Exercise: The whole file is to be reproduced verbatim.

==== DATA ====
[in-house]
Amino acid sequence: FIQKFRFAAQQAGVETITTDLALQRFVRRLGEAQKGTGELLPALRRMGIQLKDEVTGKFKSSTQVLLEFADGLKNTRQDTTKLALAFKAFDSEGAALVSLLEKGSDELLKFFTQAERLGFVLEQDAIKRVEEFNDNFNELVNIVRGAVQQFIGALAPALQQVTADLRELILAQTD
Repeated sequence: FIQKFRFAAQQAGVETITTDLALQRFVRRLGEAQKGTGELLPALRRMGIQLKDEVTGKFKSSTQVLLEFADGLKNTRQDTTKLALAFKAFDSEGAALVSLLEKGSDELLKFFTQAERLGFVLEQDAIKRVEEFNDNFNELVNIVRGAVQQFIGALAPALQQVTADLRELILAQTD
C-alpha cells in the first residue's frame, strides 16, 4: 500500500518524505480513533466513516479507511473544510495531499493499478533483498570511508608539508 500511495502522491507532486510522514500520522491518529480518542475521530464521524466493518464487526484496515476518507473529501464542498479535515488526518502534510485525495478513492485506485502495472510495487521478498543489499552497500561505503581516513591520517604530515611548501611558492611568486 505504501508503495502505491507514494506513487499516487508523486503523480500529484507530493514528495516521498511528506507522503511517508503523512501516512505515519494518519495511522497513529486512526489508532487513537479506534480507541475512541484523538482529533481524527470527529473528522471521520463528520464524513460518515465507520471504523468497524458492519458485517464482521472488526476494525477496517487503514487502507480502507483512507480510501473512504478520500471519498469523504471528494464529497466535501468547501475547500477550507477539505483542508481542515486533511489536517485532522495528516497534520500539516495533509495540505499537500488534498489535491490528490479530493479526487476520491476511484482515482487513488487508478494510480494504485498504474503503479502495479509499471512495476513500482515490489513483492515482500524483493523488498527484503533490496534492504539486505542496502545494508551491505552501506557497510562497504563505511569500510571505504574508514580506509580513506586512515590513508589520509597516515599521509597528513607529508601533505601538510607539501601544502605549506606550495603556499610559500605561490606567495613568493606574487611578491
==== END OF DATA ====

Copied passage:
[in-house]
Amino acid sequence: FIQKFRFAAQQAGVETITTDLALQRFVRRLGEAQKGTGELLPALRRMGIQLKDEVTGKFKSSTQVLLEFADGLKNTRQDTTKLALAFKAFDSEGAALVSLLEKGSDELLKFFTQAERLGFVLEQDAIKRVEEFNDNFNELVNIVRGAVQQFIGALAPALQQVTADLRELILAQTD
Repeated sequence: FIQKFRFAAQQAGVETITTDLALQRFVRRLGEAQKGTGELLPALRRMGIQLKDEVTGKFKSSTQVLLEFADGLKNTRQDTTKLALAFKAFDSEGAALVSLLEKGSDELLKFFTQAERLGFVLEQDAIKRVEEFNDNFNELVNIVRGAVQQFIGALAPALQQVTADLRELILAQTD
C-alpha cells in the first residue's frame, strides 16, 4: 500500500518524505480513533466513516479507511473544510495531499493499478533483498570511508608539508 500511495502522491507532486510522514500520522491518529480518542475521530464521524466493518464487526484496515476518507473529501464542498479535515488526518502534510485525495478513492485506485502495472510495487521478498543489499552497500561505503581516513591520517604530515611548501611558492611568486 505504501508503495502505491507514494506513487499516487508523486503523480500529484507530493514528495516521498511528506507522503511517508503523512501516512505515519494518519495511522497513529486512526489508532487513537479506534480507541475512541484523538482529533481524527470527529473528522471521520463528520464524513460518515465507520471504523468497524458492519458485517464482521472488526476494525477496517487503514487502507480502507483512507480510501473512504478520500471519498469523504471528494464529497466535501468547501475547500477550507477539505483542508481542515486533511489536517485532522495528516497534520500539516495533509495540505499537500488534498489535491490528490479530493479526487476520491476511484482515482487513488487508478494510480494504485498504474503503479502495479509499471512495476513500482515490489513483492515482500524483493523488498527484503533490496534492504539486505542496502545494508551491505552501506557497510562497504563505511569500510571505504574508514580506509580513506586512515590513508589520509597516515599521509597528513607529508601533505601538510607539501601544502605549506606550495603556499610559500605561490606567495613568493606574487611578491